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About Ayurvedic treatments for neurological problems | Neurology

What are Ayurvedic treatments for Neurological problems?

The manifestations of neurological problems depend on how and which part of the nervous system is affected: central or peripheral, or there are combined disorders.

The central part includes both brains: the brain and the spinal cord. They process information about what is happening in the body, as well as control and coordinate all its reactions and functions. This applies both to the organism internally and to its contacts with the environment. This is implemented with the assistance of the peripheral part of the nervous system.

It is a continuation of the brain and includes the nerves of the body, its divisions/cervical, shoulders, lumbar, and other / and ganglia. Through them, brain impulses are conveyed to the limbs and various organs, and feedback is returned.

Neurological problems are disorders that can occur anywhere in this chain. The brain, for example, can become inflamed, since meningitis is an inflammation of the outer layer, and encephalitis, an inflammation of the brain matter itself. Many other diseases are associated with the brain: atherosclerosis, depression, phobia, epilepsy, autism, personality disorders, etc.

The most frequent inflammations of the peripheral part of the nervous system are radiculitis and plexitis, which can be in the cervical, thoracic or waist areas since the pain block the movement of the hands or legs. A nerve can be affected and this condition is called neuritis, and if some nerves are affected it is called polyneuritis.

In Ayurveda, the vital Vata energy is directly responsible for the nervous system, for the transmission of brain signals to the organs, for the senses, feelings, and thoughts. It is established at birth with the other two energies: Pitta and Kapha since each of them is responsible for specific processes in the body. The three energies are established in a specific proportion and maintain a certain balance between them. If one of the energies becomes unbalanced, the functions of certain organs are altered and the organism develops diseases. In the case of Vata, these are neurological diseases.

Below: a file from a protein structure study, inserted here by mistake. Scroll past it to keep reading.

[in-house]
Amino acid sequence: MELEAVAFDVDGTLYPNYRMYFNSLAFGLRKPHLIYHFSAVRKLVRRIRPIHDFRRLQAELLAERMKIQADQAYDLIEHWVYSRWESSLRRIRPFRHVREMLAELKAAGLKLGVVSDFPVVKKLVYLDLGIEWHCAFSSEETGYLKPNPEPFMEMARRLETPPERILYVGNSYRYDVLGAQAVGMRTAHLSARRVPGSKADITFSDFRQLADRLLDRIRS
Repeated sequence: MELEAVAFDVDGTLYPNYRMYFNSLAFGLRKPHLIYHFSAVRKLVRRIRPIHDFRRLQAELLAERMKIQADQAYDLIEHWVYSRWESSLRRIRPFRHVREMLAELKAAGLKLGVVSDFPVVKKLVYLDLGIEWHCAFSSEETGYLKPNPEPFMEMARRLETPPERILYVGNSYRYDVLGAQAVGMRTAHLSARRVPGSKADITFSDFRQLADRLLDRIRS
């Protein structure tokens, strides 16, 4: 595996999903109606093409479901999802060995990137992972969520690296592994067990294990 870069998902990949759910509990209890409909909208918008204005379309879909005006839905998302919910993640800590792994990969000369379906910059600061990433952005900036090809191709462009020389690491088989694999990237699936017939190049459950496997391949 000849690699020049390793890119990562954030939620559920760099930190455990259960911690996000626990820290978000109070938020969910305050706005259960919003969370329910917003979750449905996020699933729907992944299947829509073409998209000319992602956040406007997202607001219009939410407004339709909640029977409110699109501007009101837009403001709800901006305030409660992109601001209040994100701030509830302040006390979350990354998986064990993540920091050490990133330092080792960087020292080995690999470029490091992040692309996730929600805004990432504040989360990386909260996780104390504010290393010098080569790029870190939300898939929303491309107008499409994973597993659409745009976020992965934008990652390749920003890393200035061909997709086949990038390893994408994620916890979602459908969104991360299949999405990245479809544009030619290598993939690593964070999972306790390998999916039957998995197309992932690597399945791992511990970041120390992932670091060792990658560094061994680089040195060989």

Ayurvedic treatment for neurological problems

A bad lifestyle and stress make you feel exhausted and tired. It leads to other problems called nerve weakness. Feeling unwell, depressed, and nervous weakens your immune power. Here are some tips to follow if you suffer from nervous weakness.

Oil massages

Oil massages are very helpful in getting rid of any weakness. Massage your body with almond oil and relax your muscles. It is the best health tonic for weakness. Improve the blood circulation of your body.

Exercise routine

You spend hours shaping your body, but the fact is, your nervous system needs a workout, too. Meditation, yoga, and aerobics are some of the exercises that will help keep your nervous system healthy.

Use of herbs

Ashwagandha and Ginseng are very helpful in relieving stress. It is considered the best brain tonic in Ayurveda.

Eat well

It is good to always keep your body and mind healthy. Make sure your diet includes dairy products, meat, and fish, fruits, vegetables, nuts, etc. Eat plenty of berries because they contain sodium, iron, and phosphorus that help strengthen your nerves. Always drink plenty of water to ignore dehydration.

Two herbs that best support the neurological problems

Ashwagandha and Brahmi are Ayurvedic pharmacy’s two best friends. They support and calm your mind. They are the best Ayurvedic medicine to strengthen the nerves. You should consider this herbal duo in your routine. They offer you a sense of deep compassion and nurturing. According to Ayurvedic herbology, Abhyanga (self oil massage) with these two herbs is a simple and safe practice.

The nervous system affects every feeling, breath, experience, and decision in your life. Most of you focus on physical imbalances, however, Ayurveda actually targets the mind as the reason for all of your imbalances.


Supports your nervous system providing vitality, warmth, and strength. This plant is strong and robust, with a thick woody stem and large leaves. The root is the most widely used part of herbal preparations. You could call it a great health tonic for weakness. Ashwagandha is made up of two words Ashva and Gandha. Ashva means horse and Gandha represent smell. So Ashwagandha means the smell of a horse. Thus, it gives you stamina and strength like a stud. Other benefits of Ashwagandha in Ayurvedic medicine are:

  • Stabilization of mood
  • Rejuvenate brain cells
  • Memory support
  • Stabilize blood sugar
  • Immune support